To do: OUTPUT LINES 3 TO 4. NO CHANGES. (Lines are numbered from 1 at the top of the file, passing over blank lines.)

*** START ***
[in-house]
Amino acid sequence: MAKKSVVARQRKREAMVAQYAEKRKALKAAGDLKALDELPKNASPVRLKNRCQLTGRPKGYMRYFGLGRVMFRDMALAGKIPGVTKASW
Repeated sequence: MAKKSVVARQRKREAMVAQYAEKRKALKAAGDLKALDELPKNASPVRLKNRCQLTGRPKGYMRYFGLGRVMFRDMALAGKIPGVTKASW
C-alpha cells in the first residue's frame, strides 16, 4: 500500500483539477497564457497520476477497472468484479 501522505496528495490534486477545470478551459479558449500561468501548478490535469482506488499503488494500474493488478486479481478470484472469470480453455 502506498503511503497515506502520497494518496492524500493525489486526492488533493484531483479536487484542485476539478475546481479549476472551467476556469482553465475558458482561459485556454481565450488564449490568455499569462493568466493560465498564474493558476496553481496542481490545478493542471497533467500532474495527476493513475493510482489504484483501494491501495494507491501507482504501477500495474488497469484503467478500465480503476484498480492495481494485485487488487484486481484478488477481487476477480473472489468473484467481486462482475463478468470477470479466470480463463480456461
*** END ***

Repeated sequence: MAKKSVVARQRKREAMVAQYAEKRKALKAAGDLKALDELPKNASPVRLKNRCQLTGRPKGYMRYFGLGRVMFRDMALAGKIPGVTKASW
C-alpha cells in the first residue's frame, strides 16, 4: 500500500483539477497564457497520476477497472468484479 501522505496528495490534486477545470478551459479558449500561468501548478490535469482506488499503488494500474493488478486479481478470484472469470480453455 502506498503511503497515506502520497494518496492524500493525489486526492488533493484531483479536487484542485476539478475546481479549476472551467476556469482553465475558458482561459485556454481565450488564449490568455499569462493568466493560465498564474493558476496553481496542481490545478493542471497533467500532474495527476493513475493510482489504484483501494491501495494507491501507482504501477500495474488497469484503467478500465480503476484498480492495481494485485487488487484486481484478488477481487476477480473472489468473484467481486462482475463478468470477470479466470480463463480456461